Even though they've only been available to the general public for a few years now, aerial drones have undeniably changed the world. They've made it easier for scientists and observers to enter dangerous areas, enabled automated delivery on a massive scale and have even saved the lives of countless soldiers as unmanned agents of warfare.
Because of their potential for combat, a subculture has emerged online where amateur drone pilots are outfitting their flying machines with all manners of weaponry and accessories. This ranges from simple airsoft guns and water canons to full-fledged firearms. One company is even selling real flamethrowers you can mount to an aerial drone, and it's totally legal to buy here in the U.S.
But the Wild West days of drone customization may be coming to an end. The Federal Aviation Administration (FAA) is reminding drone enthusiasts that equipping drones with what they're calling "dangerous weapons" is actually forbidden by law, and doing so may result in severe criminal and financial penalties. Here's what the government has to say about weaponized drones, and why they're cracking down on an exceptionally dangerous trend.
Surprise!: Drone-mounted weapons aren't technically "legal"
The FAA surprised drone owners across the country this week with a statement posted to both Twitter and the official news page for the agency. According to the alert, the FAA is reminding owners that mounting any kind of weapon or "dangerous" accessory to their aerial drone is illegal and subject to civil penalties, including fines.
Safety Alert: The #FAA warns against attaching weapons to #drones. Operating a drone with a weapon attached is not only dangerous, it is illegal and violators could face significant civil penalties💲. #FlySafe https://t.co/cX82SAS3iD pic.twitter.com/APwEzSrIBe
— The FAA (@FAANews) August 22, 2019
Specific details regarding the penalties drone owners can face are spelled out on the FAA news post, which states that violators can expect steep penalties of up to $25,000.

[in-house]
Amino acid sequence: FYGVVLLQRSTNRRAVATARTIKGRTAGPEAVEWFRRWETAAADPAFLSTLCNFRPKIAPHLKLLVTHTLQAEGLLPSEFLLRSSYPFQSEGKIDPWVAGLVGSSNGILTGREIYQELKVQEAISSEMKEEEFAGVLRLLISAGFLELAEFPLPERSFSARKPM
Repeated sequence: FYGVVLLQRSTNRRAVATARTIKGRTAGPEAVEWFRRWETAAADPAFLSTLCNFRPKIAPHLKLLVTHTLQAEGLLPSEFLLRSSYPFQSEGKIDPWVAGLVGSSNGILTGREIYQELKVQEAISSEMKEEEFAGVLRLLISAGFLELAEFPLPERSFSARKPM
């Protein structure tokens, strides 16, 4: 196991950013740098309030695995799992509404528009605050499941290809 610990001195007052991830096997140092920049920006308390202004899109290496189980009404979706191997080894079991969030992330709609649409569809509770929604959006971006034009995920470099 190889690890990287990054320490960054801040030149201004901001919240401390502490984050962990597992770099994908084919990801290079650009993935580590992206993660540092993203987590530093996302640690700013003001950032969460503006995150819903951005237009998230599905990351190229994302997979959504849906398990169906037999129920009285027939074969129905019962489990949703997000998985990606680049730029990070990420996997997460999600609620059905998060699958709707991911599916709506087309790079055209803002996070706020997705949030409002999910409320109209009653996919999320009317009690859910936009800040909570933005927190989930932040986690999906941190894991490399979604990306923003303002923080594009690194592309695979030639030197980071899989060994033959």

For most drone owners, that amounts to far more than the cost of buying a drone and equipping it with any kind of weapon — real or otherwise.
Why is the FAA deciding to alert drone owners now?
Interestingly enough, the posts from the FAA are merely reminders, not a new policy. In fact, it's actually been illegal since late 2018 to mount weapons or dangerous accessories to a drone, and the fines in place have been there since the passage of the law.
Most likely, the clarification comes in response to the sweeping proliferation of dangerous drone accessories, including a powerful flamethrower that is now available for consumers to purchase on the web.
However, just because something is illegal on paper doesn't mean that people will follow the law to the letter. Many drone "accessory makers" skirt the law by adding disclaimers that their products are "novelties" or "for entertainment purposes only."
Although this legal gray area might be enough to shield accessory makers, it still won't be enough to protect drone pilots. The burden lies on the owner of the drone itself to prove that they're using a product like a gun or a flamethrower for "entertainment purposes," but even then, the law even forbids attaching a dangerous accessory to the drone.
Hopefully, this reminder will be enough to spur owners into dismantling any dangerous alterations they may have made to their machines. In a world where flying robots are becoming more commonplace, ordinary people and families with small children would probably prefer not having to worry about fiery death from above as they go about there lives.
Plus, a $25,000 fine is just massive. It's better to stay on the safe side and cancel any flamethrower pre-orders you may have. It won't be a booming market for much longer.
Read this if you have a Chinese-built drone, DHS sounds alarms
Despite their popularity in both consumer and professional fields, drones have recently fallen under scrutiny from the U.S. Department of Homeland Security. The government has noticed concerning patterns of data use coming from Chinese-made drones -- and they're sounding the alarms for American drone owners to take a closer look at their favorite aerial robots. If you own a drone with components made in China, you may want to think twice before connecting it to your smartphone or device. Once your data is in hands overseas, there's no way of knowing how it will be used.